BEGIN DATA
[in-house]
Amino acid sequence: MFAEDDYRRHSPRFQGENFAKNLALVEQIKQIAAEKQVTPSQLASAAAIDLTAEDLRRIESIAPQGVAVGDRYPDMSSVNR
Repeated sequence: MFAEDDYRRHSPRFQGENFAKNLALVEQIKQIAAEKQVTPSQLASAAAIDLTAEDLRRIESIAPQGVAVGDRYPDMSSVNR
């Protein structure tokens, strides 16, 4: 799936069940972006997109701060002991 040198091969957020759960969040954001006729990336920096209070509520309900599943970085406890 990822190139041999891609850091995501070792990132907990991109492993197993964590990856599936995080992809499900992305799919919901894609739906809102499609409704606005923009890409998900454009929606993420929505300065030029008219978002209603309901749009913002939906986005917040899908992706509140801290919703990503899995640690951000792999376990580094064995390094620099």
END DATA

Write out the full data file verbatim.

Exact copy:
[in-house]
Amino acid sequence: MFAEDDYRRHSPRFQGENFAKNLALVEQIKQIAAEKQVTPSQLASAAAIDLTAEDLRRIESIAPQGVAVGDRYPDMSSVNR
Repeated sequence: MFAEDDYRRHSPRFQGENFAKNLALVEQIKQIAAEKQVTPSQLASAAAIDLTAEDLRRIESIAPQGVAVGDRYPDMSSVNR
């Protein structure tokens, strides 16, 4: 799936069940972006997109701060002991 040198091969957020759960969040954001006729990336920096209070509520309900599943970085406890 990822190139041999891609850091995501070792990132907990991109492993197993964590990856599936995080992809499900992305799919919901894609739906809102499609409704606005923009890409998900454009929606993420929505300065030029008219978002209603309901749009913002939906986005917040899908992706509140801290919703990503899995640690951000792999376990580094064995390094620099």